I worked in a nuclear power plant implementing TPS at the tool level. They had traceability paperwork for materials that were used for Safety Systems back to the mine or other source of origin. The NRC required this as a minimum standard.
The JKK system enables anyone who applies it a data set from which to find sources of variables and cause of something that happened or could potentially happen.
I don’t see any problem with their BOMs
I have worked with indented BOMs and many shapes and sizes. The one “issue” I had with some of the manufacturers with whom I worked was the old adage, less is more and most people didn’t know how to read one. Except those who created them.
Todd’s understanding of the concept of BOM seems to include methods, standards, and processes. I am trying to separate them, so that we can address the issues of the BOMs without crosstalk from the other types of master data. Todd brings up traceability, which is achieved through revision management and is relevant to all master data. But I had not made the connection with JKK.
Hein Winkelaar: I was trained by JIPM to think of the BOM as one of 3 gemstones to optimize the business in TPS:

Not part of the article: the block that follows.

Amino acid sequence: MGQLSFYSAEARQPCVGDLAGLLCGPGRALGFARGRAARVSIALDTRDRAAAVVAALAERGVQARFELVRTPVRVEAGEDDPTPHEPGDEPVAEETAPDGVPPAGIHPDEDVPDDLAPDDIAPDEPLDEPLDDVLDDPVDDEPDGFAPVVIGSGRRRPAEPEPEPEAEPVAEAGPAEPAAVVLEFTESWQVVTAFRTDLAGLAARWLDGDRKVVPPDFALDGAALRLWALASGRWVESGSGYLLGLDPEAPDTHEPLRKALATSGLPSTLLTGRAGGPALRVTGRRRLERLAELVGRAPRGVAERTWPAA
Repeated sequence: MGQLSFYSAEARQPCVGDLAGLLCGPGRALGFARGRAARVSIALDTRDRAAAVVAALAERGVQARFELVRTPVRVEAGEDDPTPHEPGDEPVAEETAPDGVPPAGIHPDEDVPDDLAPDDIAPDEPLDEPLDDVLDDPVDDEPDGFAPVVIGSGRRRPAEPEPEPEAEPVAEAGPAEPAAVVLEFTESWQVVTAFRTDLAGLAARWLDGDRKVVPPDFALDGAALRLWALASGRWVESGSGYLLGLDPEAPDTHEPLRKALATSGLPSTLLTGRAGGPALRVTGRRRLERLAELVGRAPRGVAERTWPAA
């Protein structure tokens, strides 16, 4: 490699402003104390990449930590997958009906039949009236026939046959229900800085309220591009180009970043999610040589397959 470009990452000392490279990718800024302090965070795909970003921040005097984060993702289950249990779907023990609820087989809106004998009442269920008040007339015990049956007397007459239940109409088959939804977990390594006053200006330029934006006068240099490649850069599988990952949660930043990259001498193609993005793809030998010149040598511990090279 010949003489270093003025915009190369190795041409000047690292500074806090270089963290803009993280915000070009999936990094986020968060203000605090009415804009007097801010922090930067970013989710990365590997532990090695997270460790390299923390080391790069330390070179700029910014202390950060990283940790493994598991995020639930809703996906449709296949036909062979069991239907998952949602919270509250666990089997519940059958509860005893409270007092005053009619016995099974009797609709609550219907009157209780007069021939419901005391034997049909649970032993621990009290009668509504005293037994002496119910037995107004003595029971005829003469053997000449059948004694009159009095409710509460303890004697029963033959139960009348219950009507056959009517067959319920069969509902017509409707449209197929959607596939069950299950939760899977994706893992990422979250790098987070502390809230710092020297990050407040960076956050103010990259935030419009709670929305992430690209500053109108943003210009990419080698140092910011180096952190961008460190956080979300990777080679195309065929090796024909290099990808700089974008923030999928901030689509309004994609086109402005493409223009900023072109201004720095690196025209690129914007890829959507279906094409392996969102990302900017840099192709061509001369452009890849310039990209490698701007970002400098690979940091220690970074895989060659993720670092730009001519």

A : OEE is the relative usefull utilization (%)
B : TAKT is the capacity rate (unit/time)
C : BOM is the financial translation of time and money ($/time)
Where BOM shows the financial lagging indicator… because BOM is a consolidated financial projection of future planning…
I remember my Sensei looked at our BOM and asked one question: “How often do you update your BOM?”
The reply of our CFO : “Once a year, at our yearly budget cycle”… made him ask the next question, that opened my eyes: “Why only once a year??”
I found it odd to see a BOM described as a “financial translation of time and money.” It’s not consistent with a BOM or Bill of Materials being a product’s structure of subassemblies, materials and components.
Financial data is attached to BOMs for Purchasing or Accounting purposes, but don’t play much of a role in generating a Master Production Schedule.
Gary D. Stewart: Hein Winkelaar gives you the best clue. The basic BOM is extended to become a gentani of cost that forms the whole basis for Cost Reduction planning of the current vehicle – and cost target planning for the design of the next vehicle. And yes it even extends out to become the financial forecasting system for the entire profit planning for Toyota. So stuffing up the BOM is a serious, serious, crime for which there will be major ramifications.
Hein is also correct when he implies this BOM based system is not once a year but continuously updated throughout the year.